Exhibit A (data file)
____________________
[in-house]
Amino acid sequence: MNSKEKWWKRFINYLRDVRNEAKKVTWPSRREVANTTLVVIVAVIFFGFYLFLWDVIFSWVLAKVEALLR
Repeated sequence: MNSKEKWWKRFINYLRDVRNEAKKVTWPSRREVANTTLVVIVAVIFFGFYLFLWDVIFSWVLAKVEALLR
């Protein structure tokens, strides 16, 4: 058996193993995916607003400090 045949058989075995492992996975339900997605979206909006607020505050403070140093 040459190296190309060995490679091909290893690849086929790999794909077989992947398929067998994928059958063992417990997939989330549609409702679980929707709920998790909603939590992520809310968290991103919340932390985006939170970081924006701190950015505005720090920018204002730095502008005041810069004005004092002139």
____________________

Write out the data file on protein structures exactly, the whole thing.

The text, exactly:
[in-house]
Amino acid sequence: MNSKEKWWKRFINYLRDVRNEAKKVTWPSRREVANTTLVVIVAVIFFGFYLFLWDVIFSWVLAKVEALLR
Repeated sequence: MNSKEKWWKRFINYLRDVRNEAKKVTWPSRREVANTTLVVIVAVIFFGFYLFLWDVIFSWVLAKVEALLR
């Protein structure tokens, strides 16, 4: 058996193993995916607003400090 045949058989075995492992996975339900997605979206909006607020505050403070140093 040459190296190309060995490679091909290893690849086929790999794909077989992947398929067998994928059958063992417990997939989330549609409702679980929707709920998790909603939590992520809310968290991103919340932390985006939170970081924006701190950015505005720090920018204002730095502008005041810069004005004092002139």